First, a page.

Donna Dent Interview

February 21, 2011

Having struck gold with the cut throat callousness of Christopher Hampton’s adaptation of de Laclos’ Les Liaisons Dangerous in March last year, Michael Colgan has decided to do it all over again, this time with his translation of Yasmina Reza’s God of Carnage. A comedy of (no) manners, it concerns two sets of parents who meet up to discuss the events of the previous day, when one child belted the other in the face and broke his two incisors. Coffee and tarts turns to bitching and retching as the parents behavior disintegrates over one parents instance that a ‘sincere apology’ is called for while the father of the ‘savage’ child, a lawyer, insists he would never mean it. Ideologies and snobbery’s collide as facades fade and true selves are revealed. One of the shows four stars Donna Dent (the others being Owen Roe, Ardal O Hanlon and Maura Tierney aka Abby Lockheart on ER) speaks here to Caomhan Keane about the plays allure and her desire to lamp anyone who crosses her child.

The Broadway and West End versions were modified to represent their nationalities. Is this version set in Ireland?

The play write agreed that wherever it should be done, that’s where the play should be set. So if it was playing on the West End then it would be set in London and if it was to be done on Broadway then it would be set in New York. So were setting it in Dublin. So we’ve been tweaking it. Christopher Hampton was with us for the first couple of days. So we went through the script going over things that didn’t sit easily with our tongue. Although, it has to be said, it’s not meant to be a realistic piece. It’s not naturalistic. It’s what we refer to as ‘heightened realism’. So you don’t want to naturalize everything in the script.

Your character is an idealist. A liberal. She deplores violence and believes she is “standing up for civilisation.” Are you with her?

Listen, I have a son. He is a very gentle boy. And I have always told him that if anyone hits him, tells the teacher, don’t hit them back. Now, I’m’ a working class girl, raised by working class parents in working class areas. I absolutely would have hit someone back. I would have fucking clobbered them. And if I saw somebody hit my child every instinct in my body, no matter what age they are, would be to go over and lamp them. That’s my instinct. My head and heart say no but my gut is to go up to them and say “I know how to get into your house at night. I will kill your parents.” It’s instinct fighting against intellect.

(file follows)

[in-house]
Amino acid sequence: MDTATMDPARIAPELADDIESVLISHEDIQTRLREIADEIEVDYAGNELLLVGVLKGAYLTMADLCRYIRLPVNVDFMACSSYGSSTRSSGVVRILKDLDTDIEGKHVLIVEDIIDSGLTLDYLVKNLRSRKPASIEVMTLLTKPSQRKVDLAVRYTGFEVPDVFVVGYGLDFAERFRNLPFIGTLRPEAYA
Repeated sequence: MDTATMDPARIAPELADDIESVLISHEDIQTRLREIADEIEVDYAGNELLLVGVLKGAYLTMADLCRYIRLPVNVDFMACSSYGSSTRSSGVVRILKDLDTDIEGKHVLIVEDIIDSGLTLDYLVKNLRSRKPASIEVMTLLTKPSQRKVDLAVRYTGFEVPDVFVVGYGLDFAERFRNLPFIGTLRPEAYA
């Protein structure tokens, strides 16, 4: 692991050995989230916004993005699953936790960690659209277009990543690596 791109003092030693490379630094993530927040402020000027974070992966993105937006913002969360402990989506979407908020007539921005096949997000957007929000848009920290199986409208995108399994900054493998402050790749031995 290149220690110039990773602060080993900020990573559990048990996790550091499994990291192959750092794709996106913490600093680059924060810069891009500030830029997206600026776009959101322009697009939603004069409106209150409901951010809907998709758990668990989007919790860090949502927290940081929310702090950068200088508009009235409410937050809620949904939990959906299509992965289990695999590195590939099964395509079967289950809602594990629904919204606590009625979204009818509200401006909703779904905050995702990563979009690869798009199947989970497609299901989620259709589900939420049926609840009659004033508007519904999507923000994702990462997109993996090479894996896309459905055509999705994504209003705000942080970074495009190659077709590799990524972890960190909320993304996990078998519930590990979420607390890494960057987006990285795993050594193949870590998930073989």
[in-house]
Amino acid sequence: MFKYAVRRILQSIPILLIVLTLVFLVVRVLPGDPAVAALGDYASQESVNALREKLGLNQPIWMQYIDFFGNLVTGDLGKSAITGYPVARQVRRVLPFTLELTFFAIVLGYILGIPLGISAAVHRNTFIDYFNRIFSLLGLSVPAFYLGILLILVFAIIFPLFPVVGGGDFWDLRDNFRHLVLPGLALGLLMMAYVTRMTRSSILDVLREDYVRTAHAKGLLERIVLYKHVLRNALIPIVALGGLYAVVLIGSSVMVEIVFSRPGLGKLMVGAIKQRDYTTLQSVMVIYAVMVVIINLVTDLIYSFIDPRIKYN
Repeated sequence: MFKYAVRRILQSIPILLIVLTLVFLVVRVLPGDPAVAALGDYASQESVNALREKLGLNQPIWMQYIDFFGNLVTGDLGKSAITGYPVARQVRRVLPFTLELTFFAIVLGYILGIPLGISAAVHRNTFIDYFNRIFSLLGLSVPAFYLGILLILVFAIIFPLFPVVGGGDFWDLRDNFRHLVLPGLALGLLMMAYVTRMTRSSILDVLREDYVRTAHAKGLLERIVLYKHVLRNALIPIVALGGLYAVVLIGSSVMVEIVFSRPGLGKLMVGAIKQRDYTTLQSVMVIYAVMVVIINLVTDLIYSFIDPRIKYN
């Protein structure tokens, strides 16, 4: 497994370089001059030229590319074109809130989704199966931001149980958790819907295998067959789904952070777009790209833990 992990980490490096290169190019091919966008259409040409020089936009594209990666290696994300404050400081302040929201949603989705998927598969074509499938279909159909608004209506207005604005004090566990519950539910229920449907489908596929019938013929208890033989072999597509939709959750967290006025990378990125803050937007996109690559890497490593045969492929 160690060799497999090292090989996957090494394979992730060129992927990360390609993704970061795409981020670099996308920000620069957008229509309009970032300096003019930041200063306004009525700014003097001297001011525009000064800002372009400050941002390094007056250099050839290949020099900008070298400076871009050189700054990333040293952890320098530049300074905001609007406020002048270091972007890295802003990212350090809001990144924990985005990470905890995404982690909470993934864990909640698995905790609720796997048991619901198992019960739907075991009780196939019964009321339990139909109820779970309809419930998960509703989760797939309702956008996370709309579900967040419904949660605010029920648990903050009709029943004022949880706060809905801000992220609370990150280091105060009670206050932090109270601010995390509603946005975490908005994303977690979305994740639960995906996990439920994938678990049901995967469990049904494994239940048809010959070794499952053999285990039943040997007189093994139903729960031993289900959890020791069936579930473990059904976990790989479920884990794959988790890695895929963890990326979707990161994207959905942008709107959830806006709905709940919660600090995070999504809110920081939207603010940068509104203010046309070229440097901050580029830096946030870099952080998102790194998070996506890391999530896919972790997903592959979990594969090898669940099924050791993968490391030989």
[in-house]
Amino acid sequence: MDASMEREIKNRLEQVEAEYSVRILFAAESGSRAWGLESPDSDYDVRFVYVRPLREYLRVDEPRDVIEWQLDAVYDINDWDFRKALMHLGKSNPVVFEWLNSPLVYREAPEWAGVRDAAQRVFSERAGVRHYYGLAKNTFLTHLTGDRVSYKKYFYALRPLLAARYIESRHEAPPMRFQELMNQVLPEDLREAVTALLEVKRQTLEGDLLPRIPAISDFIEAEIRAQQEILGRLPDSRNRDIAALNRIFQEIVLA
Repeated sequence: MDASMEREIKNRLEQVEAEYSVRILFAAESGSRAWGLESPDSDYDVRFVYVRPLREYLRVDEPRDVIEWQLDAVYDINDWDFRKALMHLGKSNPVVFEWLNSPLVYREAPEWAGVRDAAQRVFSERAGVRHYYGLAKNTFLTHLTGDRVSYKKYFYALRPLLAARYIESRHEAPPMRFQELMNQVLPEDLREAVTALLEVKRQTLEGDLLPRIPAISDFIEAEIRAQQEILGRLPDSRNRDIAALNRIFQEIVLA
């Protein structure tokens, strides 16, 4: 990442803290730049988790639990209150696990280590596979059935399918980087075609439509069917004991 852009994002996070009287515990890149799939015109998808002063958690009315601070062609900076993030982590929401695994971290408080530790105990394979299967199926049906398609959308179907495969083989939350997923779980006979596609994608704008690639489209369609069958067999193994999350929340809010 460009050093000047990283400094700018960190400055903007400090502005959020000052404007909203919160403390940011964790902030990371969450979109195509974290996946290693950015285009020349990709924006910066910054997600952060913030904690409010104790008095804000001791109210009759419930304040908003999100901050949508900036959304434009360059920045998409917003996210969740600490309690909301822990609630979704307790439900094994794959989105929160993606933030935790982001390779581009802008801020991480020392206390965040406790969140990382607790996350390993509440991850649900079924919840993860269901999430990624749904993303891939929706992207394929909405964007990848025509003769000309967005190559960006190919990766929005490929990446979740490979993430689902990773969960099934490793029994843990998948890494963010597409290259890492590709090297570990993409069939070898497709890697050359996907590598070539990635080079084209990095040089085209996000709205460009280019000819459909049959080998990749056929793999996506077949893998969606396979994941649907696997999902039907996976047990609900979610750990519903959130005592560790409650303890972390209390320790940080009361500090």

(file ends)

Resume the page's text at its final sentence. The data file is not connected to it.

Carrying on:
I say early on there is nothing like the art of coexistence that I am standing up for civilization. While Ardal’s character says the god of carnage rules us, our instinct is to annihilate everything. And were both right. It’s an interesting argument.

In his New York Times review Ben Brantley said of this play; “On the page it doesn’t amount to much. It needs the fine-honed idiosyncrasies and unconditional commitment to unsympathetic characters that the actors here provide.” Would you concur?

I would absolutely agree. All of us, including the director, said, ‘why am I being asked to do this’ when we first read it.I don’t know why, as an actor, I was thought of. But when you start playing with it you find there is much more to it.

That’s not to say it’s not in the script, it’s just not on the page. It’s when you start playing it out that you see it. A lot of scripts are about the words. I just did Dancing at Lughnasa, a beautifully worded piece, a play you would just sit down and read. This is not a play you can just sit down and read. But that’s not because it’s not a good play and we’re fixing it by what we are doing on stage. You just have to find it in the physicality.

Yasmina Reza told the Sunday Times ” My plays have always been described as comedy but I think they’re tragedy. They are funny tragedy, but they are tragedy.”

She turned around to Christopher Hampton at the end of the London run and said, “What have you done to play” because the audience were standing up and screaming and laughing and clapping. She said, “It’s not meant to be this funny.” I think with this piece, for sure…. I mean I cry twice in it and it should look like I am genuinely upset by something. It’s not crying for a laugh. It shouldn’t be funny. The point of this piece is that they are fighting real fights. But Christopher has a knack, he is very musical, and it’s the music, in the hitting of those notes that the audience respond to. They are laughing at the musicality of it.


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